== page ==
Appraisal: An estimated value given to a property by a state licensed appraiser based upon sales of similar homes within an area over a given period of time.
Assessment: A levy or tax placed on a property for a specific purpose. Example, a new road may cause each homeowner to have a one time (or multiple) payment to help cover the costs of the new road and maintenance.
Broker: (Real Estate Broker) A person or company that contracts a licensed real estate agent to assist sellers and buyers in negotiating a real estate transaction and contract based on a fee or commission.
Buyer’s Agent: A licensed real estate agent representing and negotiating on behalf of the buyer in a real estate transaction.
By-Laws: A set of rules determined by and agreed upon by a board or committee binding the members of a set community to a specific set of standards.
Chattel: Personal property.
Closing: The time when the official transfer of property occurs between two parties based upon the previously agreed upon sales contract.
Closing Statement: Also known as a Closing Disclosure. An account of all financial aspects (funds received and disbursed) in a real estate transaction.
Commission: A payment to the broker for their efforts in providing a service to sell real estate.
Comps: Otherwise knowns as Comparables or sometimes a Comparative Market Analysis (CMA). Sales of a similar property based on size, condition, amenities and possible unique aspects.
Contingency: A specific condition that may relieve one party from contract if not met properly.
Contract: A legally binding agreement between two (or more) parties. The contract must be signed by all parties involved before it is considered a binding contract.
Counter-offer: A new offer with at least one new condition made in regards to an initial offer.
Deed: A written instrument showing interest in a real property.
Deed Restriction: A limitation of land use as it appears in the deed.
Dual Agent: A licensed agent that works on behalf of both the seller and buyer in a real estate transaction.
Due Dilligence: Investigation of a property to ensure it is fit for one’s purpsoses. This may include investigating a potential legal liability to the home or a background check on the surround area of the home.
EMD: Earnest Monedy Deposit. Sometimes called a good faith deposit. A sum of money given in a real estate transaction showing the true intent to purchase real estate.
Easement: A non-possessory right to a use of land.
Encroachment: Invasion of property that is not owned by a structure or other object.
Escrow: A state where consideration, benefits, legal rights, document or sum of money is held by one party in trust for another assuring performance of an agreement. This is often a title company, attorney or broker holding an EMD in a real estate transaction.
Exclusive Agency Agreement: An agreement between broker and client showing broker representation of the client within a real estate transaction. This agreement binds the client to broker during the process. Client may be released from agreement with written notice and authorization between client and broker.
Exclusive Right To Sell Agreement: An agreement between broker and seller designating the broker as the seller’s only representative for the purpose of selling a property for a commission/fee. This agreement does not prevent the owner from arranging a sale but does not eliminate them of their commitment to commission/fee due to broker.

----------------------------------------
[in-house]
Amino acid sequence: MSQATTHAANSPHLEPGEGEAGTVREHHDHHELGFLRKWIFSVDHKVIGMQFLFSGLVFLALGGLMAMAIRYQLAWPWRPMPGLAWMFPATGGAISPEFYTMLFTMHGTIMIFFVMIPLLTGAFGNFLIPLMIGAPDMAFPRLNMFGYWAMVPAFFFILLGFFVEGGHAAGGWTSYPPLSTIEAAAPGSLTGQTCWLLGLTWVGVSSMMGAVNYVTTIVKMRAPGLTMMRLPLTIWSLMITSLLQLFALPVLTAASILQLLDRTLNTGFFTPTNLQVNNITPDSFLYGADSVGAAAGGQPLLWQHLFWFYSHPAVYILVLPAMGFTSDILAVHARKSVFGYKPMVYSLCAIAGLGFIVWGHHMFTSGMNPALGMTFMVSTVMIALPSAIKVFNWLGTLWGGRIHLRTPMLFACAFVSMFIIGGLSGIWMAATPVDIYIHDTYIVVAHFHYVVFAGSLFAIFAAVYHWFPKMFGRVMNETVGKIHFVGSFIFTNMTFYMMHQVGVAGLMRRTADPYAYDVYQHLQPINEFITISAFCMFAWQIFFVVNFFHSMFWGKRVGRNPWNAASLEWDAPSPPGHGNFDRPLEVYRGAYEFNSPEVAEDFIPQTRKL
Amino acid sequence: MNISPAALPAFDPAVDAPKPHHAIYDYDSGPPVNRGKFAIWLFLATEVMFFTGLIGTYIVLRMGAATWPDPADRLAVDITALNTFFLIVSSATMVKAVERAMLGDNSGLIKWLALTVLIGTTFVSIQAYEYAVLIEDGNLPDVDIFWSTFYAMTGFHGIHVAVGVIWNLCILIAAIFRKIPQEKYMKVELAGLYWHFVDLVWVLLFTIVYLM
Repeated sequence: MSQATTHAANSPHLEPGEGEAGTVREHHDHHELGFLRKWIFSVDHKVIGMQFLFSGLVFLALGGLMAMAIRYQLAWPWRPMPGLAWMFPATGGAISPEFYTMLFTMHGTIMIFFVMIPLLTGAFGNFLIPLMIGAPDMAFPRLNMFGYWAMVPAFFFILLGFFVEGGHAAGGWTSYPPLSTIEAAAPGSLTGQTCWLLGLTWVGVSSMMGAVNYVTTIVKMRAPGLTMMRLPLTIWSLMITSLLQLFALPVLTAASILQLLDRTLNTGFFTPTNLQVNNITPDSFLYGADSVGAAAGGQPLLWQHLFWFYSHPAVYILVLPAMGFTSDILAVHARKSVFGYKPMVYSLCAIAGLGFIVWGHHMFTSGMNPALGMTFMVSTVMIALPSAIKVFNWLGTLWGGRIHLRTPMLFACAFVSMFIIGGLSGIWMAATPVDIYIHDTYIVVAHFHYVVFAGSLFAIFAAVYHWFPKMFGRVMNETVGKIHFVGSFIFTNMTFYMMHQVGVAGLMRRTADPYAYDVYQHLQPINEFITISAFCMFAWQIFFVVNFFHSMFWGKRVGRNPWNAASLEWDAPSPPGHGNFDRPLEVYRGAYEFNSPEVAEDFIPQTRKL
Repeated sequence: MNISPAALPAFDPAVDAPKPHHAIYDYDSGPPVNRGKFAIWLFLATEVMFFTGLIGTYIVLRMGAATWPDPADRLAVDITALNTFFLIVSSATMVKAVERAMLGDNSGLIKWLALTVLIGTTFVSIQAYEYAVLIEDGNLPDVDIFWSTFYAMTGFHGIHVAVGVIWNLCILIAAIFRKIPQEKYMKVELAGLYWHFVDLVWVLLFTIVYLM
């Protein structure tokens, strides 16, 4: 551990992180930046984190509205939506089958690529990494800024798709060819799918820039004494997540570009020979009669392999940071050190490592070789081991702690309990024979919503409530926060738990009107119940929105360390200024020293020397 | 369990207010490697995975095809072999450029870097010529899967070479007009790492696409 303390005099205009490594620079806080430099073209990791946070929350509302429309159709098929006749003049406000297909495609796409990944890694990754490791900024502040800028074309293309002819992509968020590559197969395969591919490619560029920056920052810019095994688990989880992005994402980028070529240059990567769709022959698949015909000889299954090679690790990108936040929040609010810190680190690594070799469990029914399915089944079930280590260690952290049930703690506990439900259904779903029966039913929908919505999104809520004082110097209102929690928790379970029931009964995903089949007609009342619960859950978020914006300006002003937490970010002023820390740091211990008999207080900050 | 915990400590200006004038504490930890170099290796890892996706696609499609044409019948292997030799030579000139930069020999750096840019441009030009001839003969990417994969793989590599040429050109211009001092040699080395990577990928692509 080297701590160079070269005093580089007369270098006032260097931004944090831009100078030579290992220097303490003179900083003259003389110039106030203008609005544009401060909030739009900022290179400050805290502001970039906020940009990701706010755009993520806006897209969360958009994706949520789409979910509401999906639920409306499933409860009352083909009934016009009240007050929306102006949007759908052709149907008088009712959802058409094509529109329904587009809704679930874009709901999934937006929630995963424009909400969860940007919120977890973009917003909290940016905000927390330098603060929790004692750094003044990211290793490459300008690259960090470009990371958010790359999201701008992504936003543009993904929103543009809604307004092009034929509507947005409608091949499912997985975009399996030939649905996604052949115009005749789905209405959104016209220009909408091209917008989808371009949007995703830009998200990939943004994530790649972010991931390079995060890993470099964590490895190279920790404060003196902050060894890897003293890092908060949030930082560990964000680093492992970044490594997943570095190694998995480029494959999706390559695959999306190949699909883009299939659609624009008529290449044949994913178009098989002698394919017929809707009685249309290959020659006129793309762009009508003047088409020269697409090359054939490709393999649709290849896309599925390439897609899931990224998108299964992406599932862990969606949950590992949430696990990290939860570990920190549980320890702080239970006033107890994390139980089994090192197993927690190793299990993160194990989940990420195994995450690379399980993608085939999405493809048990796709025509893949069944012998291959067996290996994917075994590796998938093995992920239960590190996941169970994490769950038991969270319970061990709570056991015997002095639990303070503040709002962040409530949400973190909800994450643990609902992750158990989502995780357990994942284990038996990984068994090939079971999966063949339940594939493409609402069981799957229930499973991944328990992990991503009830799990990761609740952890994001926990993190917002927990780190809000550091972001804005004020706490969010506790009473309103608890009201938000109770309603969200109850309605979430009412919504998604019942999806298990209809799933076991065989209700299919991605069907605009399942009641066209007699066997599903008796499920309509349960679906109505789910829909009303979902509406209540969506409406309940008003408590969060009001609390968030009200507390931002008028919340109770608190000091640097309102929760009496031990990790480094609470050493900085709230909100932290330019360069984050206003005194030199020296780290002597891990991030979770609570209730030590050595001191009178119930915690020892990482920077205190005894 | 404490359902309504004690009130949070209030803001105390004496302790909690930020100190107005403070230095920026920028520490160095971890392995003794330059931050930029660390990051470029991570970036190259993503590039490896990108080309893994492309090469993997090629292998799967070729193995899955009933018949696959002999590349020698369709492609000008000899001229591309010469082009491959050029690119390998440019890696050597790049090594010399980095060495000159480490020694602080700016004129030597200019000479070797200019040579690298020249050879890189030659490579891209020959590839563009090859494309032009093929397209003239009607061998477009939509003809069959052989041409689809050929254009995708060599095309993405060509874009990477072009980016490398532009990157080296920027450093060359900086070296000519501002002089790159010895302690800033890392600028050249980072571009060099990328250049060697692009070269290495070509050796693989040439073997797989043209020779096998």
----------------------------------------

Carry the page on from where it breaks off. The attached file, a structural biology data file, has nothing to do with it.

Fixture: A permanent structure attached to the home.
Lease: A written agreement between two parties to rent a property or portion of property.
Listing Agent: A licensed real estate agent that is hired by a seller to market and sell a property for a paid commission or fee.
Lot: Measured section of land
Master Deed: Often used in a condominium community. It is the master deed that legally establishes the condominium. Sometimes referred to as condominium declaration.
MLS: Multiple Listing Service. The central service system for listings used by all licensed members. Note, not all real estate agents pay for membership.
Pre-Approval: A fully approved application to acquire a mortgage once a home is found and placed under contract. This process should include but not limited to a full credit check, verification of funds to close, assets required by a lender and verification of employment.
Pre-Qualification: A qualification given to a prospective buyer based on non-verified information given to a lender.
Realtor: A licensed real estate agent who also belongs to National Association of Realtors (NAR) and most likely a local real estate board. This agent must uphold a higher ethical standard as well as follow a Code of Ethics provided by the board. Not every agent is a Realtor and it is a distinction worth asking your agent about.
Right of First Refusal: A condition of a contract that gives the holder of this right the option to lift a condition of a contract before the owner/seller can enter a new contract with a third party.
Seller Contribution: Also called a seller’s concession. An amount or percentage of a sale the seller is willing to contribute to the buyer. Typically this is an amount contributed toward closing costs on a purchase or an amount toward a repair necessary on the home.
Title: The official document showing ownership to property. Often, title and deed are used interchangeably during a real estate transaction.
Walk Through Inspection: An inspection occurring prior to closing reviewing the property to ensure all conditions are met and the same as stated in the Purchase Agreement.
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